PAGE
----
What hath the Jersey Shore wrought?
By Tom Jacobs
(Photo: Jason Merritt/Getty Images)
Researchers are starting to suspect that the much-lamented rise in narcissism over recent generations can be traced, in part, to the influence of reality television. A study we reported on in March found a substantial link between higher narcissism levels and regular viewing of such programs.
New research confirms those findings, and adds an important qualifier: Shows like Jersey Shore can, indeed, increase narcissism, but only for viewers who strongly identify with the self-involved characters.
“Most research on narcissism treats it as a stable personality trait,” notes a research team led by psychologist Bryan Gibson of Central Michigan University. But in this study, “exposure to narcissistic reality TV stars” created shifts in the narcissism levels of some viewers.
Gibson and his colleagues, including Brad Bushman of Ohio State, describe two studies in the journal Psychology of Popular Media Culture. The first featured 144 undergraduates who identified their three favorite reality shows, and noted how frequently they watch each of them.
They then responded to seven statements designed to measure the extent to which they identified with the characters, such as “At key moments in the show, I feel I know what the individuals featured are going through.”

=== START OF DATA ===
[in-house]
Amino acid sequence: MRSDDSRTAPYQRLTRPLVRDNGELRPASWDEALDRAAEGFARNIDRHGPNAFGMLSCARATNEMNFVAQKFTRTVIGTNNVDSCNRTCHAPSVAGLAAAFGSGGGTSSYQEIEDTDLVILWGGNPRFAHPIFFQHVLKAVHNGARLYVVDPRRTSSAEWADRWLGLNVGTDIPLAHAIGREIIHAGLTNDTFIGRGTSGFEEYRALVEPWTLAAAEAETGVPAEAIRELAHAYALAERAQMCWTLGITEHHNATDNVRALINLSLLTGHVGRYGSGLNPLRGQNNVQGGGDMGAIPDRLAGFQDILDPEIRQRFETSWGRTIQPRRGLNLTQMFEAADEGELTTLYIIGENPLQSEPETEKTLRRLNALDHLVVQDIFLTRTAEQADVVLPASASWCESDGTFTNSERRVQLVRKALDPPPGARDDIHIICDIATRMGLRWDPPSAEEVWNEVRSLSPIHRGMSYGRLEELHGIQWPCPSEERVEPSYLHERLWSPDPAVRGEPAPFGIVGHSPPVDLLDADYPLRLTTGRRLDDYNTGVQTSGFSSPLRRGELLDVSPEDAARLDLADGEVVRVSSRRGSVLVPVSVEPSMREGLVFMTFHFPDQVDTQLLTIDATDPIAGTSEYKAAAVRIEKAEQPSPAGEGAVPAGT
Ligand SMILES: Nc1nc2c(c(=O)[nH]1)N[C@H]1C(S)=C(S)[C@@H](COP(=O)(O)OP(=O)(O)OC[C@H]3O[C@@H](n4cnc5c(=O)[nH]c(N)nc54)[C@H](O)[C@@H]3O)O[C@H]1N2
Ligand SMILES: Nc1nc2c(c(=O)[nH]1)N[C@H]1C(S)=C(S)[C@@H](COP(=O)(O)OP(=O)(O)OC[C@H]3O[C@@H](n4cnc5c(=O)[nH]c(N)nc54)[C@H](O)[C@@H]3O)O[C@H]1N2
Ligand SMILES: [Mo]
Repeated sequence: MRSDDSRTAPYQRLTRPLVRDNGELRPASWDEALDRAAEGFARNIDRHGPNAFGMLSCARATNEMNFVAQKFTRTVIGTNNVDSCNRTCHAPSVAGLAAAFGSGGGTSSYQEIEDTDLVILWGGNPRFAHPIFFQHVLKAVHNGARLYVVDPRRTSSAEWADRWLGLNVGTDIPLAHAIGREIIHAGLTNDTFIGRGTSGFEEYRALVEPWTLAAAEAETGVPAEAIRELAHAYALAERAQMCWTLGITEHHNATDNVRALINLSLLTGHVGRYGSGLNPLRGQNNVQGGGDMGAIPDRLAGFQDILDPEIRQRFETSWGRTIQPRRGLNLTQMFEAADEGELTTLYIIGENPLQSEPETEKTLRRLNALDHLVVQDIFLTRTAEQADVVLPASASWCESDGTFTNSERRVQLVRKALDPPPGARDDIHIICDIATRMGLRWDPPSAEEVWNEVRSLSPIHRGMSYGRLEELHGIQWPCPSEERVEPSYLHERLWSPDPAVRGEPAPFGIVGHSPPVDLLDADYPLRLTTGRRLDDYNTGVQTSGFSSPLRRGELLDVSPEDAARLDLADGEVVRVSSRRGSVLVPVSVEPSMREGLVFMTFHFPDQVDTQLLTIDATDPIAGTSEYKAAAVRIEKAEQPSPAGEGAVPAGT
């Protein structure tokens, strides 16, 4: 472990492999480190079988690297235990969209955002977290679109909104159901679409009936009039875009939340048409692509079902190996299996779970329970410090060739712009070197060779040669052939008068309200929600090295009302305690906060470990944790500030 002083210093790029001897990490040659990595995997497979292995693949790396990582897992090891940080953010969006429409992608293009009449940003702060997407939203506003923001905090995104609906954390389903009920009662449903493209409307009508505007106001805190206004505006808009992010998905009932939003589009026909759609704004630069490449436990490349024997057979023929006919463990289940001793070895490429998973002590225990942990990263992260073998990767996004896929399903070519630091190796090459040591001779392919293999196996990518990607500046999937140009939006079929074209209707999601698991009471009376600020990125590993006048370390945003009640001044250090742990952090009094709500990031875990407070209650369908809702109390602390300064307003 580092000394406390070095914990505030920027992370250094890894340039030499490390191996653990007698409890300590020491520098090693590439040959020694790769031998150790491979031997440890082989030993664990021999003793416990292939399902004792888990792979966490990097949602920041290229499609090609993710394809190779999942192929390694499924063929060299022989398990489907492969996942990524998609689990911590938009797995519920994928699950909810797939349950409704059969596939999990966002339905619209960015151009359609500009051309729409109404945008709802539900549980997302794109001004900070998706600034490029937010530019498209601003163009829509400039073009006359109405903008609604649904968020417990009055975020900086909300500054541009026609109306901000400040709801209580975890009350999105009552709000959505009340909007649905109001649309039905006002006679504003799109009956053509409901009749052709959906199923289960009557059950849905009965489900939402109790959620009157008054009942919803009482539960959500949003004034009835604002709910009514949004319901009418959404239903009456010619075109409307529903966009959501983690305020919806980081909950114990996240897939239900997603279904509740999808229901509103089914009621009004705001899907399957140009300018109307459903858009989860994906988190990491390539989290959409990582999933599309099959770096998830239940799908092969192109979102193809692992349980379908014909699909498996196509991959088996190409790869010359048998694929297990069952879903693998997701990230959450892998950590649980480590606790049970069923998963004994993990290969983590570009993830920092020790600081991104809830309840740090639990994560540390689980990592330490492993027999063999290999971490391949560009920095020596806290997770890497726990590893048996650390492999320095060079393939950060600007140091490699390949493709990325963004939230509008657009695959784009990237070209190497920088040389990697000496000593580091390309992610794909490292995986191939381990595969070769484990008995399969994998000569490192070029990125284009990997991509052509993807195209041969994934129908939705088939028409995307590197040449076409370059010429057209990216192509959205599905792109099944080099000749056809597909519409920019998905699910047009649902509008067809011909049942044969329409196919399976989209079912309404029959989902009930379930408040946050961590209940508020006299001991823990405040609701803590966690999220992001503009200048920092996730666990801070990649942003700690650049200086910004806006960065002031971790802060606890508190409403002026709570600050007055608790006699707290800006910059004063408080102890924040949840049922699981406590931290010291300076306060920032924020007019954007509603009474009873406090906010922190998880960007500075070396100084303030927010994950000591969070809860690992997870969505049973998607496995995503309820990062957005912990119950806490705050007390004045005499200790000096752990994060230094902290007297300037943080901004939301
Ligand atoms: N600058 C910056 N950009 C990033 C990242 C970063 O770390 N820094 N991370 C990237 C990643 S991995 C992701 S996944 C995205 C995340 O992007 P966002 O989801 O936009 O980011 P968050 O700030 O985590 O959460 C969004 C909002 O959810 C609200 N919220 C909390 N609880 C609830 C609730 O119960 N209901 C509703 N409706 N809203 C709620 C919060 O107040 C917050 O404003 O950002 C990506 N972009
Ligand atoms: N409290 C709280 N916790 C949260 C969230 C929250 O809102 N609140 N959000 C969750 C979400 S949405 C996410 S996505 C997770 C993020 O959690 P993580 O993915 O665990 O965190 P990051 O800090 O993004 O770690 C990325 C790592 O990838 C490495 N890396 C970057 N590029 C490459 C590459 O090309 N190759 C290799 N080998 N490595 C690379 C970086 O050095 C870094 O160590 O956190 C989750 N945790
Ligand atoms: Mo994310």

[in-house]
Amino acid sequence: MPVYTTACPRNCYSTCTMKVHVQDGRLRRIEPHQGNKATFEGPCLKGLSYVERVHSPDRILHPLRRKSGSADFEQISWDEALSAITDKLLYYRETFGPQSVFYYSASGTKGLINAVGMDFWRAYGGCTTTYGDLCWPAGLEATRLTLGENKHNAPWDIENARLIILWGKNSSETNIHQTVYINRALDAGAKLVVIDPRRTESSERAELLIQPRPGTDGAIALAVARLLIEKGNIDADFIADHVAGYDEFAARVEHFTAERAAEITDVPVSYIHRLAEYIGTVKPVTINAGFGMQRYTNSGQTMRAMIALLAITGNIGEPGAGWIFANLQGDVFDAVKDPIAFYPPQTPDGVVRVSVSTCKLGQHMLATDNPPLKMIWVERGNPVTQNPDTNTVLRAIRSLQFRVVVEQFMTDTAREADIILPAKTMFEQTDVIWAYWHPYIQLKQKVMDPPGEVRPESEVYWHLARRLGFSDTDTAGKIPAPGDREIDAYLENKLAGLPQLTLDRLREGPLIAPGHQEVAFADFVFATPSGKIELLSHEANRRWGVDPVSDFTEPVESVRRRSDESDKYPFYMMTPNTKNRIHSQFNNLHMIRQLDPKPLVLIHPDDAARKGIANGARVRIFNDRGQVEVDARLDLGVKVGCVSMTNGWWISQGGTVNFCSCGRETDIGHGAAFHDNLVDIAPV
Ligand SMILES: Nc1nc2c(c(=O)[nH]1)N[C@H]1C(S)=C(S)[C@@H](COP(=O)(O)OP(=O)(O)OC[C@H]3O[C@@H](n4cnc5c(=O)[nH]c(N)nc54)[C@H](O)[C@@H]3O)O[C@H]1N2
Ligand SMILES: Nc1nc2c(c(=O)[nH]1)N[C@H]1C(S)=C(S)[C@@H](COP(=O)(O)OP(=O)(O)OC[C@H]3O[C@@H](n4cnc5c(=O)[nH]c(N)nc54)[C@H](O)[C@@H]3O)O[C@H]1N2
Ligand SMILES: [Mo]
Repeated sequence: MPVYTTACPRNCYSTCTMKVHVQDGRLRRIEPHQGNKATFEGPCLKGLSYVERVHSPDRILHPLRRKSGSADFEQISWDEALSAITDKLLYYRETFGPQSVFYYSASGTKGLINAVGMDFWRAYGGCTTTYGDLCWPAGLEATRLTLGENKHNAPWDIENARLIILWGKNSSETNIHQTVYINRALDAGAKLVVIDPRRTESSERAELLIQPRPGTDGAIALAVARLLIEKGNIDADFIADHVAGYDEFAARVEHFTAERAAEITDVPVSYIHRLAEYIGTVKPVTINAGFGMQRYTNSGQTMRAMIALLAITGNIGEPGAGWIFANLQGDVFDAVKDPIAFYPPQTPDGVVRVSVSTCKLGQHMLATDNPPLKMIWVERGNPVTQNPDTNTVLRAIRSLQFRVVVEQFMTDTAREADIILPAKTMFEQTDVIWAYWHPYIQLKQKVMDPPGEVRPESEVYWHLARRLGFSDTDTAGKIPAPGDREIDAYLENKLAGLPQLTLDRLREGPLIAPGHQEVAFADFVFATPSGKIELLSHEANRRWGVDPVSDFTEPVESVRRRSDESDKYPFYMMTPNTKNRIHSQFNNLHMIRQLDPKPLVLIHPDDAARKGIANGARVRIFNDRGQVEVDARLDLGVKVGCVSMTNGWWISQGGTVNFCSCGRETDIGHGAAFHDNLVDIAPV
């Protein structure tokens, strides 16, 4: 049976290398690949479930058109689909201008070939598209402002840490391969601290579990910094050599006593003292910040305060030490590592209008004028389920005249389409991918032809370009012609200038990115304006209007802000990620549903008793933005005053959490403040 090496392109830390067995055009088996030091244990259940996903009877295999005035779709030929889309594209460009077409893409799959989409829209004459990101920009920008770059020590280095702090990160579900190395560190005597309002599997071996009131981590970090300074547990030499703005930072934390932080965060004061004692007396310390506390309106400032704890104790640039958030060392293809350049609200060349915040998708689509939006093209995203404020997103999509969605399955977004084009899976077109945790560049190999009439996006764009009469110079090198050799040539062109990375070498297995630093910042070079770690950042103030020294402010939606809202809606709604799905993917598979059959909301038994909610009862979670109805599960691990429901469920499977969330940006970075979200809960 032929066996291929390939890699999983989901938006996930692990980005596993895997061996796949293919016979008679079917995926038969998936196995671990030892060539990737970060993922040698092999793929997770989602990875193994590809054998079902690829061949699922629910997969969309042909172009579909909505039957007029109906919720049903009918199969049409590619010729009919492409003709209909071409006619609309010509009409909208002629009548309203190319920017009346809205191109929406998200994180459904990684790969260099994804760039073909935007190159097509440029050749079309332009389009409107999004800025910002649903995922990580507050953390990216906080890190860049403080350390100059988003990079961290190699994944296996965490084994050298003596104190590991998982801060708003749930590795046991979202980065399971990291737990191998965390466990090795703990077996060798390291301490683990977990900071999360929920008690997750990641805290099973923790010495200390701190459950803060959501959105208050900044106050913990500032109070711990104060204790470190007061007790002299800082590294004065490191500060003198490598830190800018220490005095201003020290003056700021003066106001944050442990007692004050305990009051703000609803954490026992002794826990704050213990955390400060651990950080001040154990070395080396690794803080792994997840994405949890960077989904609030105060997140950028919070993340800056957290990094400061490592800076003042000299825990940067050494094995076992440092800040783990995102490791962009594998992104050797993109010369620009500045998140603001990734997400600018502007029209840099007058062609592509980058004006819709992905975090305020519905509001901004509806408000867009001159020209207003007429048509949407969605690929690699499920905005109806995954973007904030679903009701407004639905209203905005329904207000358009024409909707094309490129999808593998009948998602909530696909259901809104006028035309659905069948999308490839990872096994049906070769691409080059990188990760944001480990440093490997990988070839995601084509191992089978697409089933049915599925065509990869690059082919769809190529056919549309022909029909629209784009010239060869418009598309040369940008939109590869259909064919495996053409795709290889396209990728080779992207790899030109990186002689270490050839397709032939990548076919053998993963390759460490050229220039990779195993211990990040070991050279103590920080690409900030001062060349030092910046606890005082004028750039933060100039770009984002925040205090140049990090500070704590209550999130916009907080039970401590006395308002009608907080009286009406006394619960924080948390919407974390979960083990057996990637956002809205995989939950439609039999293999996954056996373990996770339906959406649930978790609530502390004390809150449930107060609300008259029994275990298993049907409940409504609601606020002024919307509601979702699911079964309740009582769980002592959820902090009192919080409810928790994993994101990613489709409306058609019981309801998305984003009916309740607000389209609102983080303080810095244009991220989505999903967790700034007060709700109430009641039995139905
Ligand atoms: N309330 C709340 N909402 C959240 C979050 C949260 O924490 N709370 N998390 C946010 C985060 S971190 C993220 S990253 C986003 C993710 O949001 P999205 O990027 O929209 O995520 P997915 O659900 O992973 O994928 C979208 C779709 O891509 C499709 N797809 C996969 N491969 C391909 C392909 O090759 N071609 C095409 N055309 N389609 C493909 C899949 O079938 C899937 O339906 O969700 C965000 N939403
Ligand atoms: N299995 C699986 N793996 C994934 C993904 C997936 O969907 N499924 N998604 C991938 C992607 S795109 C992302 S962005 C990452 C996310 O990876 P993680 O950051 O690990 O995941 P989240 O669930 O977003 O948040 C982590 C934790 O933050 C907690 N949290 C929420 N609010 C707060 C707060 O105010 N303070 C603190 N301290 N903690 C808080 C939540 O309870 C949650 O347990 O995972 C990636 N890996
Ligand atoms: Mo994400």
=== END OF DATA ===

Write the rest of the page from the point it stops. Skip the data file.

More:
Finally, they completed the Narcissistic Personality Inventory, in which they choose between pairs of statements, including “I prefer to blend in with the crowd” vs. “I like to be the center of attention.”
The researchers found that participants who watched more narcissistic shows received higher narcissism scores — but only those who (a) watched the programs frequently, and (b) identified strongly with the characters.
The second study featured 165 college students, who were randomly assigned to watch either a reality show filled with narcissistic characters (Jersey Shore or The Real World), or a scripted comedy (The Office or Friends). Before the screening, half read a fake news article stating that “people experience more enjoyment when they strongly identify with characters in the shows they watch.” The other half read a different bogus article, which stated that “distancing themselves from characters” produced more enjoyment.
After watching the shows, participants noted which character they most closely identified with, and filled out the surveys from the first study that measured how intense that identification was, and revealed their general level of narcissism.
The key result: “Among participants who saw a narcissistic reality show, narcissism scores were significantly higher for participants who read the bogus article stating that experience-taking enhances enjoyment,” the researchers report.
In other words, those who were encouraged to step into the shoes of those self-involved people became more self-involved themselves, at least in the short term. This suggests that, among certain people, watching reality TV directly leads to increased narcissism.
“There are likely a large number of factors that contribute to the development of narcissism,” Gibson and his colleagues caution. But this research provides evidence that, for people who really get immersed in it, reality TV may have unfortunate consequences.
See a Kardashian, be a Kardashian.